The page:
Thanks again to Pip Willcox for the invitation to speak, and to the other speakers for their fascinating perspectives.  Participation and engagement lessons from cultural heritage and academia is a bit of a hot topic at the moment – there's more on it (including notes from a related paper I gave with Helen Weinstein) at Participatory Practices.

Setting off small fireworks: leaving space for curiosity

Remember when blog posts didn't need titles, didn't need to be long or take ages to write, and had nothing to do with your 'personal brand'? I've realised that while I'm writing up the PhD I'll barely blog at all if I don't blog like it's 2007 and just share interesting stuff when I've got a moment. Here goes…

I've been interested in the role of curiosity in engaging people with museum collections since I evaluated museum 'tagging' crowdsourcing games for my MSc project and learnt that the randomness of the objects presented made players really curious about what would appear next, and in turn that curiosity was one reason they kept playing. It turns out other metadata game designers have noticed the same effect. Flanagan and Carini (2012) wrote: 'Curiosity and doubt are key design opportunities. … In a number of instances, players became so curious about the images they were tagging that they would tag images with inquiry phrases, such as "want to know more about this culture."'

I returned to 'curiosity' for a talk I gave at the iSay conference in Leicester, where I related it to Raddick et al's (2009) 'Levels of Engagement' in citizen science, where Level 2 participation in community discussion (e.g. forums on crowdsourcing sites) and Level 3 is 'working independently on self-identified research projects'. To me, this suggested you should leave room for curiosity and wonder to develop – it might turn into a new personal journey for the participant or visitor, or even a new research question for a crowdsourcing project.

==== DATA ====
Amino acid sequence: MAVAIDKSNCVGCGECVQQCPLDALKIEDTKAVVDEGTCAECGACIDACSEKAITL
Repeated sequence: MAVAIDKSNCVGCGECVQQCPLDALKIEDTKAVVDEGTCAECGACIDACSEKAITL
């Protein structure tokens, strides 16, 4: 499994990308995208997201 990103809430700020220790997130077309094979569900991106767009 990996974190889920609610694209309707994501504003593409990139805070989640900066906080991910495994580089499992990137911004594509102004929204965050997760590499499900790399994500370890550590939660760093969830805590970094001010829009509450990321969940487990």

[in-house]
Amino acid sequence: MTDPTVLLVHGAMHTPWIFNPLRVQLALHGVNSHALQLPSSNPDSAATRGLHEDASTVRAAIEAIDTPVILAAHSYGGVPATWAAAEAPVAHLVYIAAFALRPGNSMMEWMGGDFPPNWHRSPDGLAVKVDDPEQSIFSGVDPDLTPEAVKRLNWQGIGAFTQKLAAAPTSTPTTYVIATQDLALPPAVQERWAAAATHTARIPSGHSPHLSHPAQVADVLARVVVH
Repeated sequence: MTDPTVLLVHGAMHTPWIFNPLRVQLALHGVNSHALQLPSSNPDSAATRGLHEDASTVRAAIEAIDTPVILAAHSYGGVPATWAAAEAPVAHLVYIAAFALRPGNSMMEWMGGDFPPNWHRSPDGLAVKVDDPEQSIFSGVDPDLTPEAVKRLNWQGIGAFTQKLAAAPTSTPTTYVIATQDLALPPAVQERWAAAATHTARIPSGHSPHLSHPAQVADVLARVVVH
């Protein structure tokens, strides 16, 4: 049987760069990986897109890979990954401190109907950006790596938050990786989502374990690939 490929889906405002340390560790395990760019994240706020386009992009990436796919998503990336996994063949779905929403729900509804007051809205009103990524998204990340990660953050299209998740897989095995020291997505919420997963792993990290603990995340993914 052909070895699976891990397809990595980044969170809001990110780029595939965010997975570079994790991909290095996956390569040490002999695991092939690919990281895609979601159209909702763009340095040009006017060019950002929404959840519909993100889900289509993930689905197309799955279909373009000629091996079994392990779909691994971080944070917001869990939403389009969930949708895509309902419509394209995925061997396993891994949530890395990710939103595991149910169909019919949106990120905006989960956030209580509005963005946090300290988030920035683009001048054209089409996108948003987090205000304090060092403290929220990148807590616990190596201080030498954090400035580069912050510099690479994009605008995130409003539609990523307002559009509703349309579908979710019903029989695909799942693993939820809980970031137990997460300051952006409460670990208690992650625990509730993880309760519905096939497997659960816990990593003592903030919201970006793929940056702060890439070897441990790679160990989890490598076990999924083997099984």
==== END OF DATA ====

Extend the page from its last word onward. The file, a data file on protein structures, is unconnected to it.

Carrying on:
The reason I'm posting now is that I just came across Langer's definition of 'mindfulness': 'the "state of mind that results from drawing novel distinctions, examining information from new perspectives, and being sensitive to context. It is an open, creative, probabilistic state of mind in which the individual might be led to finding differences among things thought similar and similarities among things thought different" (Langer 1993, p.44).' in Csikszentmihalyi and Hermanson (1995). Further:

'Exhibits that facilitate mindfulness display information in context and present various viewpoints. For example, Langer (1993, p.47) contrasts the statement "The three main reasons for the Civil War were…" with the statement "From the perspective of the white male living in the twentieth century, the main reasons for the Civil War were…" (p.47). The latter approach calls for thoughtful comparisons. For example, How did women feel during the Civil War? the old? the old from the North? the black male today? and so on.'

I don't know about you, but my curiosity was piqued and my mind started going in lots of different directions. The second question carefully creates a gap just big enough to let a hundred new questions through and is a brilliant example of why both museum interpretation and participatory projects should leave room for curiosity…

Works cited:

  • Csikszentmihalyi, Mihaly, and Kim Hermanson. 1995. “Intrinsic Motivation in Museums: Why Does One Want to Learn?” In Public Institutions for Personal Learning: Establishing a Research Agenda, edited by John Falk and Lynn D. Dierking, 66 – 77. Washington D.C.: American Association of Museums. [This is seriously ace, track down a copy if you can]
  • Flanagan, Mary, and Peter. 2012. “How Games Can Help Us Access and Understand Archival Images.” American Archivist 75 (2): 514–537.
  • Raddick, M. Jordan, Georgia Bracey, K. Carney, G. Gyuk, K. Borne, J. Wallin, and S Jacoby. 2009. “Citizen Science: Status and Research Directions for the Coming Decade.” In Astro2010: The Astronomy and Astrophysics Decadal Survey. Vol. 2010. http://www8.nationalacademies.org/astro2010/DetailFileDisplay.aspx?id=454.

(Ok, so a post with references is not exactly blogging like it's 2006, but you've got to start somewhere…)
(Someone is literally setting off fireworks somewhere nearby. I have no idea why.)
(And yeah, I am working on a Saturday night. Friends don't let friends do PhDs, innit.)

We're all looking at the stars: citizen science projects at ZooCon13

Last Saturday I escaped my desk to head to the Physics department at the University of Oxford and be awed by what we're learning about space (and more terrestrial subjects) through citizen science projects run by Zooniverse at ZooCon13. All the usual caveats about notes from events apply – in particular, assume any errors are mine and that everyone was much more intelligent and articulate than my notes make them sound. These notes are partly written for people in cultural heritage and the humanities who are interested in the design of crowdsourcing projects, and while I enjoyed the scientific presentations I am not even going to attempt to represent them!  Chris Lintott live-blogged some of the talks on the day, so check out 'Live from ZooCon' for more. If you're familiar with citizen science you may well know a lot of these examples already – and if you're not, you can't really go wrong by looking at Zooniverse projects.